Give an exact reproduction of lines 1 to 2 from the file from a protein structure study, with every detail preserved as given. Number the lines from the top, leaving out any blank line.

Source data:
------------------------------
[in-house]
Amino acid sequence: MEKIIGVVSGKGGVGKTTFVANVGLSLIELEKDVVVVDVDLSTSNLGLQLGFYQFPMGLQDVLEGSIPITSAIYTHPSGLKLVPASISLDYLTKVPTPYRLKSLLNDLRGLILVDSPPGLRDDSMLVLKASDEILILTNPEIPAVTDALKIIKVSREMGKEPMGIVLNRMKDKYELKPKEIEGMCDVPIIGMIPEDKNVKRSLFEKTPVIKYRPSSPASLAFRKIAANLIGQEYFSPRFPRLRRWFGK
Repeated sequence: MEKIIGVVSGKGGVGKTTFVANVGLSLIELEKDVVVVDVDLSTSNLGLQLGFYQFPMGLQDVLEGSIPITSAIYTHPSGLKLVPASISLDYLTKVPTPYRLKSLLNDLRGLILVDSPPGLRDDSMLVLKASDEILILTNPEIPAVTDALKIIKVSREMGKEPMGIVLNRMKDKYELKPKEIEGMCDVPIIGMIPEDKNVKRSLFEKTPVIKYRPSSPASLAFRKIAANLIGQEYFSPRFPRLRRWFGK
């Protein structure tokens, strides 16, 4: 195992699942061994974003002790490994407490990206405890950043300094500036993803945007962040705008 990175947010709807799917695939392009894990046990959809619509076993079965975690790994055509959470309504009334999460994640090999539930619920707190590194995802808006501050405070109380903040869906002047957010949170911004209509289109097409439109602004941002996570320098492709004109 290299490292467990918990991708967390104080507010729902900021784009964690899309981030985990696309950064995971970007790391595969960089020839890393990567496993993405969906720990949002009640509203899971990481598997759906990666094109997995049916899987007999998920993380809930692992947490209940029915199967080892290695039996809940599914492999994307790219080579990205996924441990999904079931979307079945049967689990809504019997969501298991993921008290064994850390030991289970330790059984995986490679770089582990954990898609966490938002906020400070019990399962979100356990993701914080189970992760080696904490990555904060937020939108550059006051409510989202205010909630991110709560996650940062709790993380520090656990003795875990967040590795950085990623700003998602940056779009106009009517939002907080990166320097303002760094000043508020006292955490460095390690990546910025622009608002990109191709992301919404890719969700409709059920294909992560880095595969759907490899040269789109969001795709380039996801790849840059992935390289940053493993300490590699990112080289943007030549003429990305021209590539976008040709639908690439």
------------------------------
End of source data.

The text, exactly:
[in-house]
Amino acid sequence: MEKIIGVVSGKGGVGKTTFVANVGLSLIELEKDVVVVDVDLSTSNLGLQLGFYQFPMGLQDVLEGSIPITSAIYTHPSGLKLVPASISLDYLTKVPTPYRLKSLLNDLRGLILVDSPPGLRDDSMLVLKASDEILILTNPEIPAVTDALKIIKVSREMGKEPMGIVLNRMKDKYELKPKEIEGMCDVPIIGMIPEDKNVKRSLFEKTPVIKYRPSSPASLAFRKIAANLIGQEYFSPRFPRLRRWFGK